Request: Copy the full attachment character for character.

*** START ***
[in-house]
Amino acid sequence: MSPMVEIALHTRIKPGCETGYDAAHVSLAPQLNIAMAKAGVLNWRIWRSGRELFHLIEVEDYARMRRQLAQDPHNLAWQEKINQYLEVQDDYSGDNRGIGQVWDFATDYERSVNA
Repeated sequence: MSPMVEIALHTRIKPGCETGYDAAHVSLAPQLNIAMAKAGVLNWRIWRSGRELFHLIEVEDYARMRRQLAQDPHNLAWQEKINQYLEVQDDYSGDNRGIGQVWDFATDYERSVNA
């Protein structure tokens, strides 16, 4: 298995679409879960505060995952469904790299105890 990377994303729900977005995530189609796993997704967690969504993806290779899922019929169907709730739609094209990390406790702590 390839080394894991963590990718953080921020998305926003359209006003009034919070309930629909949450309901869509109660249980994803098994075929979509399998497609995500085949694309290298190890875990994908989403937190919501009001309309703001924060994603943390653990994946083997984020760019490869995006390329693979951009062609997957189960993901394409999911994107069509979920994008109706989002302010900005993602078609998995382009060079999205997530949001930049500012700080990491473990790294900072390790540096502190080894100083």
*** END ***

[in-house]
Amino acid sequence: MSPMVEIALHTRIKPGCETGYDAAHVSLAPQLNIAMAKAGVLNWRIWRSGRELFHLIEVEDYARMRRQLAQDPHNLAWQEKINQYLEVQDDYSGDNRGIGQVWDFATDYERSVNA
Repeated sequence: MSPMVEIALHTRIKPGCETGYDAAHVSLAPQLNIAMAKAGVLNWRIWRSGRELFHLIEVEDYARMRRQLAQDPHNLAWQEKINQYLEVQDDYSGDNRGIGQVWDFATDYERSVNA
């Protein structure tokens, strides 16, 4: 298995679409879960505060995952469904790299105890 990377994303729900977005995530189609796993997704967690969504993806290779899922019929169907709730739609094209990390406790702590 390839080394894991963590990718953080921020998305926003359209006003009034919070309930629909949450309901869509109660249980994803098994075929979509399998497609995500085949694309290298190890875990994908989403937190919501009001309309703001924060994603943390653990994946083997984020760019490869995006390329693979951009062609997957189960993901394409999911994107069509979920994008109706989002302010900005993602078609998995382009060079999205997530949001930049500012700080990491473990790294900072390790540096502190080894100083």